The families of flowering plants
Habit and leaf form. Trees and shrubs. Mesophytic. Leaves persistent; alternate; spiral; leathery, or herbaceous; petiolate; non-sheathing; often sweet tasting; simple. Lamina entire; pinnately veined; cross-venulate. Leaves exstipulate; leaf development not graminaceous.
Leaf anatomy. The leaf lamina dorsiventral (these equipped with protruding, unicellular water-secreting structures, swollen and bladderlike to the outside, but constricted below where they enter the leaf through a rosette of epidermal cells); without epidermal salt glands. Stomata present; mainly confined to one surface (abaxial); generally paracytic.
Axial (stem, wood) anatomy. Cork cambium present; initially superficial. Nodes unilacunar. Secondary thickening developing from a conventional cambial ring.
The wood diffuse porous. The vessels small; solitary. The vessel end-walls scalariform, or reticulately perforated to scalariform (i.e., occasionally slightly reticulate). The vessels commonly with spiral thickening. The axial xylem with tracheids; without vasicentric tracheids; with fibre tracheids; without libriform fibres; without septate fibres. The fibres often with spiral thickening. The parenchyma apotracheal; wood not storied.
Reproductive type, pollination. Plants hermaphrodite, or polygamomonoecious (rarely). Pollination entomophilous.
Inflorescence, floral, fruit and seed morphology. Flowers aggregated in inflorescences, or solitary (less often); in racemes, in spikes, and in panicles. The ultimate inflorescence units racemose (usually), or cymose (?). Inflorescences terminal, or axillary; usually racemes, less often panicles etc. Flowers bracteate; bi- bracteolate; regular; usually 5 merous; cyclic; pentacyclic to polycyclic. Free hypanthium absent.
Perianth with distinct calyx and corolla; 6–8 (rarely), or 10, or 15; 2 whorled, or 3 whorled; isomerous. Calyx (3–)5; 1 whorled; gamosepalous (basally connate); regular; persistent; imbricate, or valvate. Corolla (3–)5, or 10(–11); 1 whorled, or 2 whorled; gamopetalous (the tube short); imbricate; regular.
Androecium (4–)5, or 10, or 15(–100) (i.e. to many). Androecial members branched, or unbranched; free of the perianth, or adnate (usually attached to the corolla tube); markedly unequal; free of one another, or coherent (i.e., sometimes in bundles); when bundled 1 adelphous, or 5 adelphous, or 10 adelphous (?); 1–4 whorled. The androecial bundles when present, alternating with the corolla members. Androecium exclusively of fertile stamens. Stamens (4–)5, or 10, or 15–35 (or more?); reduced in number relative to the adjacent perianth (rarely), or isomerous with the perianth to polystemonous. Anthers dehiscing via longitudinal slits. Pollen grains aperturate; 3(–4) aperturate; colporate (the colpi short); 2-celled.
Gynoecium 2–5 carpelled. Carpels isomerous with the perianth, or reduced in number relative to the perianth. The pistil 2–5 celled. Gynoecium syncarpous; eu-syncarpous; inferior (usually), or partly inferior (rarely). Ovary 2–5 locular. Epigynous disk present (often, around the style), or absent (?). Gynoecium stylate. Styles 1; apical. Stigmas 1; capitate (or lobed). Placentation axile. Ovules 2–4 per locule; funicled; pendulous; non-arillate; anatropous; unitegmic; tenuinucellate. Endothelium differentiated. Embryo-sac development Polygonum-type. Polar nuclei fusing prior to fertilization. Antipodal cells formed; 3 (uninucleate); not proliferating; ephemeral. Synergids elongated or beaked.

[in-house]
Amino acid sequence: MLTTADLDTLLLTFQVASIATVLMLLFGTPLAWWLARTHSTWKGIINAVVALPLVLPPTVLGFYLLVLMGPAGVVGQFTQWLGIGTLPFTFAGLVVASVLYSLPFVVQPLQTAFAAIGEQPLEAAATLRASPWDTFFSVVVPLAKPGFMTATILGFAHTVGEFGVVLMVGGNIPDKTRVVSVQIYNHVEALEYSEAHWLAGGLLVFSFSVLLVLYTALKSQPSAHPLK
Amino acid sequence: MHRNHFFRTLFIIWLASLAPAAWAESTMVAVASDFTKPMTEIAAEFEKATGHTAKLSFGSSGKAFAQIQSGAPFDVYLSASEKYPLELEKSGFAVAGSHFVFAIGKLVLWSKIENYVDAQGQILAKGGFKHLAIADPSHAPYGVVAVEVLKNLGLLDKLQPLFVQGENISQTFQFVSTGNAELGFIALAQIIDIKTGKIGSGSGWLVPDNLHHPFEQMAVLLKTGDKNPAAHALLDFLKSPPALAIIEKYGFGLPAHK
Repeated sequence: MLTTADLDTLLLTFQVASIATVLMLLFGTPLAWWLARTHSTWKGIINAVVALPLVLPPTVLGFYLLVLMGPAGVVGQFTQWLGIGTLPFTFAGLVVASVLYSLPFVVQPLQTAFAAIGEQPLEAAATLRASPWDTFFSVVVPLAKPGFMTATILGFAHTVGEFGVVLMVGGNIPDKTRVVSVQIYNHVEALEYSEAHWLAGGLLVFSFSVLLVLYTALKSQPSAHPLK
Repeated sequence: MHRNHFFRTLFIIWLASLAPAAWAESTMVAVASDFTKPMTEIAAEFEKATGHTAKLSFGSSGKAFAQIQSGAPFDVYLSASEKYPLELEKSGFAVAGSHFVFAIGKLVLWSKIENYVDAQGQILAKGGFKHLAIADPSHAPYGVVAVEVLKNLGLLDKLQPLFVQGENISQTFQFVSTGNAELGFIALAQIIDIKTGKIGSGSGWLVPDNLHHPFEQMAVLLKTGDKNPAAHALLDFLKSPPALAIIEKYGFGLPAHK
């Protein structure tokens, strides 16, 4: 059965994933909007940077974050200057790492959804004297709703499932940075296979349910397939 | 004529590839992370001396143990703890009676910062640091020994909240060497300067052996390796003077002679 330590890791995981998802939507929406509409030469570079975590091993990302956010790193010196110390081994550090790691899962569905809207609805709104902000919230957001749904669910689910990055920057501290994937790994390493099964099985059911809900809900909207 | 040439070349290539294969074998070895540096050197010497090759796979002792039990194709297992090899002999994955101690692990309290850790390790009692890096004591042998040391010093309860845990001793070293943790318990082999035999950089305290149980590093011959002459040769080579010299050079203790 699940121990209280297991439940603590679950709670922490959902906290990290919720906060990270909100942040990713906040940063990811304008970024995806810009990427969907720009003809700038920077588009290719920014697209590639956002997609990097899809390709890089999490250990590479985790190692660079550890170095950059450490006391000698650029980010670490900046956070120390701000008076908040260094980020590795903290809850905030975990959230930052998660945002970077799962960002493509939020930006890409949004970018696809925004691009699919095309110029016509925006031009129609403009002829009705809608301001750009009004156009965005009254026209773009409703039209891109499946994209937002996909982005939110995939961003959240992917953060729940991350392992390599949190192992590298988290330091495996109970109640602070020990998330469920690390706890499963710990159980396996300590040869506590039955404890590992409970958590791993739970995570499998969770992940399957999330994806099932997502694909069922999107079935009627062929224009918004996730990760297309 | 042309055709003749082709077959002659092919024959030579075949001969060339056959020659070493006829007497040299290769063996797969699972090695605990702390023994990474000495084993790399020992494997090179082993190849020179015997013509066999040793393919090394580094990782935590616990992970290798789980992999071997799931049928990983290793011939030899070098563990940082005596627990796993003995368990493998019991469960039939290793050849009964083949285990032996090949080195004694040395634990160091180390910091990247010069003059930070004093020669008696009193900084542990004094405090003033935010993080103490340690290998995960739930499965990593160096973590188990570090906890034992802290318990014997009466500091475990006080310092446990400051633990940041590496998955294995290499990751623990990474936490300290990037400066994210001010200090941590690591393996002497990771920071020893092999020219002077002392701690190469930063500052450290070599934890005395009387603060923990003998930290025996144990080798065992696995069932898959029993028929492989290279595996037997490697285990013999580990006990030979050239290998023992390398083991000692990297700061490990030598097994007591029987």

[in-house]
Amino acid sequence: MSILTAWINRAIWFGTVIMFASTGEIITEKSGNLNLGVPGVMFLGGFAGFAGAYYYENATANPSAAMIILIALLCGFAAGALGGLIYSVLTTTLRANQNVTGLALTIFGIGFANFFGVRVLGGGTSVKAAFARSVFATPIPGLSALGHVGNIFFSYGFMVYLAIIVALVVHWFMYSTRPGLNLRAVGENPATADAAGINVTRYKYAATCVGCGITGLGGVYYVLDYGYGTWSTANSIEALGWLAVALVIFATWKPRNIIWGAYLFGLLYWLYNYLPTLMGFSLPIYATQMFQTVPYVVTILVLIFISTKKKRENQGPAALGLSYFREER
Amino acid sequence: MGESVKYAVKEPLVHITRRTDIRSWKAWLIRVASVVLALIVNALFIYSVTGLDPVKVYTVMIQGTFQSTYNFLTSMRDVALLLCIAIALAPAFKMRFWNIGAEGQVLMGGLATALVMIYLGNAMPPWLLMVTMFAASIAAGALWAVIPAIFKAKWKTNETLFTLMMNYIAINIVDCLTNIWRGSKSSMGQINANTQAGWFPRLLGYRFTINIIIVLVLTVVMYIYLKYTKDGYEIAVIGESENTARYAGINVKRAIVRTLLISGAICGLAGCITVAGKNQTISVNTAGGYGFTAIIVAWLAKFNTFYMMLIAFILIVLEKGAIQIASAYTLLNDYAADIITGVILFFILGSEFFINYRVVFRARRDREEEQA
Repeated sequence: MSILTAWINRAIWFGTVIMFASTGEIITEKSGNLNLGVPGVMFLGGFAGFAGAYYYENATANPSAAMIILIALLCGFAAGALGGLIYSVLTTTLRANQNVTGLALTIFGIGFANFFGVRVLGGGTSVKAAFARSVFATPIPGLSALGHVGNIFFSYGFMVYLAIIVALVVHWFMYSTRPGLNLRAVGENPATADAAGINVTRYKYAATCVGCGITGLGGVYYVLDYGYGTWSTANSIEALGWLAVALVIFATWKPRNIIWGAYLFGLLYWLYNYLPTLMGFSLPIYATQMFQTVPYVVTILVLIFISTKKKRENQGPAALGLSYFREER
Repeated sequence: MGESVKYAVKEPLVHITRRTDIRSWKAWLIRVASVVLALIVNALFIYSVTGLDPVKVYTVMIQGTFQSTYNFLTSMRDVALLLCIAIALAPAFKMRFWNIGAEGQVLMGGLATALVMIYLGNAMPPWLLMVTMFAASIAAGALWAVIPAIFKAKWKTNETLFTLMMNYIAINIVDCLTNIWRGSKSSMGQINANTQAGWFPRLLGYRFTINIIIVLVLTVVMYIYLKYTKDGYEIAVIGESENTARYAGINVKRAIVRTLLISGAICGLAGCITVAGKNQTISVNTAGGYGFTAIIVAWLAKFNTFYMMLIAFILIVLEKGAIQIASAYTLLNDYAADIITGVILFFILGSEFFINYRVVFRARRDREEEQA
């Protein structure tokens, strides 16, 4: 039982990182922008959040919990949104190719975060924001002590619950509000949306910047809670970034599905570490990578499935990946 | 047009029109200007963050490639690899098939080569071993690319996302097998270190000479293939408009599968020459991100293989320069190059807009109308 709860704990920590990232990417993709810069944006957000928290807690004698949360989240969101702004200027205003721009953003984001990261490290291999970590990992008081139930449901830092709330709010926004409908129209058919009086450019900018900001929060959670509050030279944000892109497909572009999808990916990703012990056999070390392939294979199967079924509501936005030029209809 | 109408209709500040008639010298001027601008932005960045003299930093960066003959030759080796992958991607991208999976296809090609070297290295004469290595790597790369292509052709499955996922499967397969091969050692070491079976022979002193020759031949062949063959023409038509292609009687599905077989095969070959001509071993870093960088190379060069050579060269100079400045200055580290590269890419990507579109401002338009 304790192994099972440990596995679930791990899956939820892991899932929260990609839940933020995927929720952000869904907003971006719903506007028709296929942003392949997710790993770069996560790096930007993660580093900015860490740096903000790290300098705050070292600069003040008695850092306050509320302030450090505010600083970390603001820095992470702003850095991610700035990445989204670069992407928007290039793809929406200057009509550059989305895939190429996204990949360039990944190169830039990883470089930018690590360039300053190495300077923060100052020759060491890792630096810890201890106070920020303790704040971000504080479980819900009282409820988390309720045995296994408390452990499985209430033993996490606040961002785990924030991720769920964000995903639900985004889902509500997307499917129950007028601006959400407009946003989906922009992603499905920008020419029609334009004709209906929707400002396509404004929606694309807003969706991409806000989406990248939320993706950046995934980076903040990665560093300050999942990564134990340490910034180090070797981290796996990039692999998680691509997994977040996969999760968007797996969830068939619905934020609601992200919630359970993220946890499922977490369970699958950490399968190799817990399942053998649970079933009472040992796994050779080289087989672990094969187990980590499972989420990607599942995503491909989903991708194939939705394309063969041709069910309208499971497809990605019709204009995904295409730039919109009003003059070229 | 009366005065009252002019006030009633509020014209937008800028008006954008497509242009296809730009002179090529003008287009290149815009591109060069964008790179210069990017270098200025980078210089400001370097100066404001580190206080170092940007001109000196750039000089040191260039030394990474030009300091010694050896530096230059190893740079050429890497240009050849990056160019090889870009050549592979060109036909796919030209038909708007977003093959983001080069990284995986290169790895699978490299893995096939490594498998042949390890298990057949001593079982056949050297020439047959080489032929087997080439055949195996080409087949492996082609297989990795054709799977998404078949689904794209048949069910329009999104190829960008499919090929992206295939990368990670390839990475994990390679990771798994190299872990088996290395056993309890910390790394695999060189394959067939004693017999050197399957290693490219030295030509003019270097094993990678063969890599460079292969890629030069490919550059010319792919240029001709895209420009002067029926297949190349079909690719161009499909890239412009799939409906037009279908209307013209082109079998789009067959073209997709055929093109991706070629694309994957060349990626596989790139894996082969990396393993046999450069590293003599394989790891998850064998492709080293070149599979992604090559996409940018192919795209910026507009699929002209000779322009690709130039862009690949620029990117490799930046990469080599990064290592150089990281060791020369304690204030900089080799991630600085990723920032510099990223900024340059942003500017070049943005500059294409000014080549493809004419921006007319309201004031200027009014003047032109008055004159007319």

Fruit fleshy; indehiscent; a drupe (usually), or a berry. The drupes with one stone (with 25 locules). Fruit 2–5 seeded (one per locule). Seeds endospermic. Endosperm oily. Seeds not conspicuously hairy. Cotyledons 2 (very short). Embryo curved.
Seedling. Germination phanerocotylar.
Physiology, phytochemistry. Not cyanogenic. Alkaloids present, or absent (usually). Iridoids detected; Route I type (normal). Saponins/sapogenins present. Proanthocyanidins present; cyanidin and delphinidin. Flavonols present; quercetin. Ellagic acid absent (Symplocos). Aluminium accumulation widely demonstrated (universal?).
Geography, cytology. Sub-tropical to tropical. Widespread tropical and subtropical, absent from Africa. X = 11–14.
Taxonomy. Subclass Dicotyledonae; Tenuinucelli. Dahlgrens Superorder Corniflorae; Cornales. Cronquists Subclass Dilleniidae; Ebenales. APG III core angiosperms; core eudicot; Superorder Asteranae. APG IV Order Ericales.
Species 500. Genera 2; Symplocos, Cordyloblaste.
Illustrations. • Symplocos laxiflora: Lindley. • Le Maout and Decaisne: Symplocos tinctoria. • Symplocos sinica (cf. S. paniculata): Bot. Reg. 710, 1823. • Symplocos spicata (cf. S. cochinchinensis): R. Wight 2 (1850).
We advise against extracting comparative information from the descriptions. This is much more easily achieved using the DELTA data files or the interactive key, which allows access to the character list, illustrations, full and partial descriptions, diagnostic descriptions, differences and similarities between taxa, lists of taxa exhibiting or lacking specified attributes, distributions of character states within any set of taxa, geographical distribution, genera included in each family, and classifications (Dahlgren; Dahlgren, Clifford, and Yeo; Cronquist; APG). See also Guidelines for using data taken from Web publications.
Cite this publication as: ‘Watson, L., and Dallwitz, M.J. 1992 onwards. The families of flowering plants: descriptions, illustrations, identification, and information retrieval. Version: 20th February 2018. delta-intkey.com/angio’.